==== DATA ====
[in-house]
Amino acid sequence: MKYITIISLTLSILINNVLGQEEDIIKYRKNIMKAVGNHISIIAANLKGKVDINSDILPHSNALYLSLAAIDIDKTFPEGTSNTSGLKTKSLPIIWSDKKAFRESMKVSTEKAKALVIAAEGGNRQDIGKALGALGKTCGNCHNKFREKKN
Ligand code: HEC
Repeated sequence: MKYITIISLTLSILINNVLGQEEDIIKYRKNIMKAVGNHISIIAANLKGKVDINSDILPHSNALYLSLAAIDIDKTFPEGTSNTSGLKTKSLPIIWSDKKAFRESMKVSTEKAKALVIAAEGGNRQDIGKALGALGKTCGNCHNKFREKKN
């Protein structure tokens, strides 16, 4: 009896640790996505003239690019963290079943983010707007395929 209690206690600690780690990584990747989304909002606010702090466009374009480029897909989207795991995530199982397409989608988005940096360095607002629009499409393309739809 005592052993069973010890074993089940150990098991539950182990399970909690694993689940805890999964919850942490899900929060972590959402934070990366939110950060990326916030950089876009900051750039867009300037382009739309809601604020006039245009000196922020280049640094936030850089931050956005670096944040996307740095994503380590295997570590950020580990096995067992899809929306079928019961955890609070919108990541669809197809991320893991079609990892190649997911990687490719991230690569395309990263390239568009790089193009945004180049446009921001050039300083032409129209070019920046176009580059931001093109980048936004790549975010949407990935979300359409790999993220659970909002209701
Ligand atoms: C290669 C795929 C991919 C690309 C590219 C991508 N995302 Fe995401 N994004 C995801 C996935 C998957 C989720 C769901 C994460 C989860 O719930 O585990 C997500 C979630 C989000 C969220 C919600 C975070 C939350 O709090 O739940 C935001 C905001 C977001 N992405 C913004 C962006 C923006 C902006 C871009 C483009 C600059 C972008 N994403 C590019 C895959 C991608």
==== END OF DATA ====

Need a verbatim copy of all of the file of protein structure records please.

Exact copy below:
[in-house]
Amino acid sequence: MKYITIISLTLSILINNVLGQEEDIIKYRKNIMKAVGNHISIIAANLKGKVDINSDILPHSNALYLSLAAIDIDKTFPEGTSNTSGLKTKSLPIIWSDKKAFRESMKVSTEKAKALVIAAEGGNRQDIGKALGALGKTCGNCHNKFREKKN
Ligand code: HEC
Repeated sequence: MKYITIISLTLSILINNVLGQEEDIIKYRKNIMKAVGNHISIIAANLKGKVDINSDILPHSNALYLSLAAIDIDKTFPEGTSNTSGLKTKSLPIIWSDKKAFRESMKVSTEKAKALVIAAEGGNRQDIGKALGALGKTCGNCHNKFREKKN
């Protein structure tokens, strides 16, 4: 009896640790996505003239690019963290079943983010707007395929 209690206690600690780690990584990747989304909002606010702090466009374009480029897909989207795991995530199982397409989608988005940096360095607002629009499409393309739809 005592052993069973010890074993089940150990098991539950182990399970909690694993689940805890999964919850942490899900929060972590959402934070990366939110950060990326916030950089876009900051750039867009300037382009739309809601604020006039245009000196922020280049640094936030850089931050956005670096944040996307740095994503380590295997570590950020580990096995067992899809929306079928019961955890609070919108990541669809197809991320893991079609990892190649997911990687490719991230690569395309990263390239568009790089193009945004180049446009921001050039300083032409129209070019920046176009580059931001093109980048936004790549975010949407990935979300359409790999993220659970909002209701
Ligand atoms: C290669 C795929 C991919 C690309 C590219 C991508 N995302 Fe995401 N994004 C995801 C996935 C998957 C989720 C769901 C994460 C989860 O719930 O585990 C997500 C979630 C989000 C969220 C919600 C975070 C939350 O709090 O739940 C935001 C905001 C977001 N992405 C913004 C962006 C923006 C902006 C871009 C483009 C600059 C972008 N994403 C590019 C895959 C991608």